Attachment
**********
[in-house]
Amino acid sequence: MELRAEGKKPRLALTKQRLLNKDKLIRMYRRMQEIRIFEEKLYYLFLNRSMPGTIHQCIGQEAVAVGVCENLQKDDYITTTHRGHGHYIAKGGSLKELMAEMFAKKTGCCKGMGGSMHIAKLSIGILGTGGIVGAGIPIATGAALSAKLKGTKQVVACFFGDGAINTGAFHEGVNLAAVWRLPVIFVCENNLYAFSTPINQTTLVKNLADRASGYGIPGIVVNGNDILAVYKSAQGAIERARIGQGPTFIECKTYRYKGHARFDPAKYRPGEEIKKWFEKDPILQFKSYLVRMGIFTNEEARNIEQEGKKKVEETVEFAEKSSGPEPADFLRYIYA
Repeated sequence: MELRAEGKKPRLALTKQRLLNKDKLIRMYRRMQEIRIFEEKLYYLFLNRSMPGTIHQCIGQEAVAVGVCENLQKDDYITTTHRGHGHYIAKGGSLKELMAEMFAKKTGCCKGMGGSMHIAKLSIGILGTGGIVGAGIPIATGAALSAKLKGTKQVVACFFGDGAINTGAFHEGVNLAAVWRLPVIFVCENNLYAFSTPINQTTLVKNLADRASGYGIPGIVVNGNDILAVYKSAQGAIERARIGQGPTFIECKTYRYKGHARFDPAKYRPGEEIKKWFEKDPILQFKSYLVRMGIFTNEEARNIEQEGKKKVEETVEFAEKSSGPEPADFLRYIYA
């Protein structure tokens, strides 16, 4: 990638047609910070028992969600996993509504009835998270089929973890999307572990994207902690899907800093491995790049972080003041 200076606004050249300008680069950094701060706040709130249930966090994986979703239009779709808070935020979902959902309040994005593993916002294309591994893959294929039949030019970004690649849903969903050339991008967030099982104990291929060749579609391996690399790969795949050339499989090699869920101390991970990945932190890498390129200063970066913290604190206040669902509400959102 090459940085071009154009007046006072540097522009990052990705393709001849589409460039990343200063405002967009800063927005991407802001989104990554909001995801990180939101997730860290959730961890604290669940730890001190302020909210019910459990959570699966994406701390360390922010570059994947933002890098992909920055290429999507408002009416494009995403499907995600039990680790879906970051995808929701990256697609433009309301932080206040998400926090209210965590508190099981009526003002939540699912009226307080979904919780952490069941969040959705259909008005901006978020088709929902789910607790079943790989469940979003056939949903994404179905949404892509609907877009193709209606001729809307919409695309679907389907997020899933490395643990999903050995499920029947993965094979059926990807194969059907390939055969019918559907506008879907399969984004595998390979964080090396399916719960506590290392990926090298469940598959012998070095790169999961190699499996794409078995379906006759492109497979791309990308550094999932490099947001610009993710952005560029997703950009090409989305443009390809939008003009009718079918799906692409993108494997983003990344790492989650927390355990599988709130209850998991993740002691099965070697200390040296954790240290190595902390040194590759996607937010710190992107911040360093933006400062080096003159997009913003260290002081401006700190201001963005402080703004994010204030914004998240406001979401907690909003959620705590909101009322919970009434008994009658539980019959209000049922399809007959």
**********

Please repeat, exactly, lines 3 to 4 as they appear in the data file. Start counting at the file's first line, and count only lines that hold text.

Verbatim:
Repeated sequence: MELRAEGKKPRLALTKQRLLNKDKLIRMYRRMQEIRIFEEKLYYLFLNRSMPGTIHQCIGQEAVAVGVCENLQKDDYITTTHRGHGHYIAKGGSLKELMAEMFAKKTGCCKGMGGSMHIAKLSIGILGTGGIVGAGIPIATGAALSAKLKGTKQVVACFFGDGAINTGAFHEGVNLAAVWRLPVIFVCENNLYAFSTPINQTTLVKNLADRASGYGIPGIVVNGNDILAVYKSAQGAIERARIGQGPTFIECKTYRYKGHARFDPAKYRPGEEIKKWFEKDPILQFKSYLVRMGIFTNEEARNIEQEGKKKVEETVEFAEKSSGPEPADFLRYIYA
């Protein structure tokens, strides 16, 4: 990638047609910070028992969600996993509504009835998270089929973890999307572990994207902690899907800093491995790049972080003041 200076606004050249300008680069950094701060706040709130249930966090994986979703239009779709808070935020979902959902309040994005593993916002294309591994893959294929039949030019970004690649849903969903050339991008967030099982104990291929060749579609391996690399790969795949050339499989090699869920101390991970990945932190890498390129200063970066913290604190206040669902509400959102 090459940085071009154009007046006072540097522009990052990705393709001849589409460039990343200063405002967009800063927005991407802001989104990554909001995801990180939101997730860290959730961890604290669940730890001190302020909210019910459990959570699966994406701390360390922010570059994947933002890098992909920055290429999507408002009416494009995403499907995600039990680790879906970051995808929701990256697609433009309301932080206040998400926090209210965590508190099981009526003002939540699912009226307080979904919780952490069941969040959705259909008005901006978020088709929902789910607790079943790989469940979003056939949903994404179905949404892509609907877009193709209606001729809307919409695309679907389907997020899933490395643990999903050995499920029947993965094979059926990807194969059907390939055969019918559907506008879907399969984004595998390979964080090396399916719960506590290392990926090298469940598959012998070095790169999961190699499996794409078995379906006759492109497979791309990308550094999932490099947001610009993710952005560029997703950009090409989305443009390809939008003009009718079918799906692409993108494997983003990344790492989650927390355990599988709130209850998991993740002691099965070697200390040296954790240290190595902390040194590759996607937010710190992107911040360093933006400062080096003159997009913003260290002081401006700190201001963005402080703004994010204030914004998240406001979401907690909003959620705590909101009322919970009434008994009658539980019959209000049922399809007959």